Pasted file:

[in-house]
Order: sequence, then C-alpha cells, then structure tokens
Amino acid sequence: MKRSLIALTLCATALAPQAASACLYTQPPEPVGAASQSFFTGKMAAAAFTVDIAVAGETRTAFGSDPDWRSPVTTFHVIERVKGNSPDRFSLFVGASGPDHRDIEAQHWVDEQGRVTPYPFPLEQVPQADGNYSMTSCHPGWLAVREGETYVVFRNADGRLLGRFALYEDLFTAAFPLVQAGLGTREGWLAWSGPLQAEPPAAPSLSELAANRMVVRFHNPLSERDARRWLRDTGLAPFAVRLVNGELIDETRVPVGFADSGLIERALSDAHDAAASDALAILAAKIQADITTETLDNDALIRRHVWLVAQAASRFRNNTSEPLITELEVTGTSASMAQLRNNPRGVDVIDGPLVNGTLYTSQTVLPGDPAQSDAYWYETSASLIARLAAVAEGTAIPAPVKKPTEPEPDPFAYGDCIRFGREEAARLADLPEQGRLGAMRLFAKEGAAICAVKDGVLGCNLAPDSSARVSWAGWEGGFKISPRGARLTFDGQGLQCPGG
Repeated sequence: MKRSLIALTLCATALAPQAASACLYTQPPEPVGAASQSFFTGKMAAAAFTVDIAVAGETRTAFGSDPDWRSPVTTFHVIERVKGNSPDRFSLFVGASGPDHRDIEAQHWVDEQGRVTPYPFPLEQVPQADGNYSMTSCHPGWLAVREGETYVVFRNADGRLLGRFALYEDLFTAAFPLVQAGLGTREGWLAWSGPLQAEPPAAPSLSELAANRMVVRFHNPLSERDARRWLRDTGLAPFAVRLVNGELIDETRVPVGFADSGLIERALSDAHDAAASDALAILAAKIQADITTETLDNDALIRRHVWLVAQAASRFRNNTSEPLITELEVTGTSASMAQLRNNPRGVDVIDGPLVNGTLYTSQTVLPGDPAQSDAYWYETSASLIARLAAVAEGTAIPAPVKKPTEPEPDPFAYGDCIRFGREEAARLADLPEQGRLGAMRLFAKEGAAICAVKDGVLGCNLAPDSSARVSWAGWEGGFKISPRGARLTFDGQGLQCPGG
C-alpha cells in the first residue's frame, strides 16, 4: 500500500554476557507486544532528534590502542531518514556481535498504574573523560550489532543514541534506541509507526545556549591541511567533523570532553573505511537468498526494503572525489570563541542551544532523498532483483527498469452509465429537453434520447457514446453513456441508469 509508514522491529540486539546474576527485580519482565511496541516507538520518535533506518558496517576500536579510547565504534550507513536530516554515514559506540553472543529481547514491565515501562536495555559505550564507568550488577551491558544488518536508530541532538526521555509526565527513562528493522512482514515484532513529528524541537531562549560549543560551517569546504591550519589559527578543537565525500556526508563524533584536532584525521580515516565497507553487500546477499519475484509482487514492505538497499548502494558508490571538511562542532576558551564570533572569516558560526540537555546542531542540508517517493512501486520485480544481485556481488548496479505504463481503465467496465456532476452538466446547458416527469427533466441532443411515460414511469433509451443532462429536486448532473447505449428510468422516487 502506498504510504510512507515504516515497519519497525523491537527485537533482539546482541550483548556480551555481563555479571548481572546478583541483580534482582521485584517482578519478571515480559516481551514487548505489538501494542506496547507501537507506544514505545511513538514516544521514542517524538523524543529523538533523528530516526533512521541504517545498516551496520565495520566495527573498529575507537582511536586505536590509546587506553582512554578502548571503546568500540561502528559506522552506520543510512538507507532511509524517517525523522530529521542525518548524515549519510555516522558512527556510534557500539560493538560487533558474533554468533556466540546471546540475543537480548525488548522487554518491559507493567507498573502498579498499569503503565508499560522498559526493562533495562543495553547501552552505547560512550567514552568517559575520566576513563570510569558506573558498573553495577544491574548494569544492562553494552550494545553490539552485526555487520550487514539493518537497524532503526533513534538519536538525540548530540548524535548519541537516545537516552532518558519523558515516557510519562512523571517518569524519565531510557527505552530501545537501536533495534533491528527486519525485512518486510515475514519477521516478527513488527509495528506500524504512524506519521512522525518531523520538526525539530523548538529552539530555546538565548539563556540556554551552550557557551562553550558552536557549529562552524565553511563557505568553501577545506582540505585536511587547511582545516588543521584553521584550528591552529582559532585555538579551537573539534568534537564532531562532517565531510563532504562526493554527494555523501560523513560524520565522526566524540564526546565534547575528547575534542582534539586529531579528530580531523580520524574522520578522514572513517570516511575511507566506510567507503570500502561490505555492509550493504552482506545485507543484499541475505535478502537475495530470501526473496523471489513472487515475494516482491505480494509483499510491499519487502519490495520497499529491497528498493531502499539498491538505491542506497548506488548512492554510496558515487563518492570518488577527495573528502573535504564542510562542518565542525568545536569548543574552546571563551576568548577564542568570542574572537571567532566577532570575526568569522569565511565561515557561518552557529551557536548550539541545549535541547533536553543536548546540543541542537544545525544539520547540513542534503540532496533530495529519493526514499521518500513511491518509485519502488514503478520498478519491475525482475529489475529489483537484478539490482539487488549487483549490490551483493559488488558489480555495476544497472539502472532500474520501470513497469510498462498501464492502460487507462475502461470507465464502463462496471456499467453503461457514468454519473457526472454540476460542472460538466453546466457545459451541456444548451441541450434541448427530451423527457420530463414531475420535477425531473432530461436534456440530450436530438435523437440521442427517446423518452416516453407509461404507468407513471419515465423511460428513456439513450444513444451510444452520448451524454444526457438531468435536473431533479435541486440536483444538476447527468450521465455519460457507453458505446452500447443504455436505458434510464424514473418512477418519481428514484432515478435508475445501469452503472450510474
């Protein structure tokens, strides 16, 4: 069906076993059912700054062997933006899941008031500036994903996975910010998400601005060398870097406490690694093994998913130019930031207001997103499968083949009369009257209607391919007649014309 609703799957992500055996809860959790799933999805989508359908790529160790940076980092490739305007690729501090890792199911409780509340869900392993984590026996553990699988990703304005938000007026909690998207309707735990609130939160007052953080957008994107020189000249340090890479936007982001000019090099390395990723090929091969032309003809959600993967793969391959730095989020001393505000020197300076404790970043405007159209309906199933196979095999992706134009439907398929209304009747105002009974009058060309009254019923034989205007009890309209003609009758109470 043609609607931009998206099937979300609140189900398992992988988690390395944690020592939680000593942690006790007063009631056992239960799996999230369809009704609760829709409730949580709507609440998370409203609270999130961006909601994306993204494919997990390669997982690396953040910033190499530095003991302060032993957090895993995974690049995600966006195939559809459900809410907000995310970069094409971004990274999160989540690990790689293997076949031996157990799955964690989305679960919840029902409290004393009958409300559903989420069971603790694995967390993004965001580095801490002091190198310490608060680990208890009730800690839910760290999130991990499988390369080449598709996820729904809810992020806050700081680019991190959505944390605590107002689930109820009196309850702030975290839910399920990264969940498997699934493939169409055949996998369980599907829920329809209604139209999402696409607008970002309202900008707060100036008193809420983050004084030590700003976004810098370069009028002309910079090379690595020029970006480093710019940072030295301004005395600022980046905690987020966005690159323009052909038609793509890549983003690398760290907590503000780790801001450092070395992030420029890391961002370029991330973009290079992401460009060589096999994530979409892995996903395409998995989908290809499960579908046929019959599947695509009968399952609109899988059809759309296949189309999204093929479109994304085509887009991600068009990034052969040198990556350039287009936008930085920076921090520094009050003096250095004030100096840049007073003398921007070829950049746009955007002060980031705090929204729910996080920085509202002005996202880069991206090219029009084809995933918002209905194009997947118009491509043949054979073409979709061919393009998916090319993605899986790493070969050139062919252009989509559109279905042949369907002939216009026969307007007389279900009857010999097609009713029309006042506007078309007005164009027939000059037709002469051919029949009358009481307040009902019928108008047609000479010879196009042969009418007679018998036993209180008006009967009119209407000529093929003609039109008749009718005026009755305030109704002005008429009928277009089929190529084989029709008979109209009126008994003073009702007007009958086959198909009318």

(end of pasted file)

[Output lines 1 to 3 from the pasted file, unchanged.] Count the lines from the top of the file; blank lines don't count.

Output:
[in-house]
Order: sequence, then C-alpha cells, then structure tokens
Amino acid sequence: MKRSLIALTLCATALAPQAASACLYTQPPEPVGAASQSFFTGKMAAAAFTVDIAVAGETRTAFGSDPDWRSPVTTFHVIERVKGNSPDRFSLFVGASGPDHRDIEAQHWVDEQGRVTPYPFPLEQVPQADGNYSMTSCHPGWLAVREGETYVVFRNADGRLLGRFALYEDLFTAAFPLVQAGLGTREGWLAWSGPLQAEPPAAPSLSELAANRMVVRFHNPLSERDARRWLRDTGLAPFAVRLVNGELIDETRVPVGFADSGLIERALSDAHDAAASDALAILAAKIQADITTETLDNDALIRRHVWLVAQAASRFRNNTSEPLITELEVTGTSASMAQLRNNPRGVDVIDGPLVNGTLYTSQTVLPGDPAQSDAYWYETSASLIARLAAVAEGTAIPAPVKKPTEPEPDPFAYGDCIRFGREEAARLADLPEQGRLGAMRLFAKEGAAICAVKDGVLGCNLAPDSSARVSWAGWEGGFKISPRGARLTFDGQGLQCPGG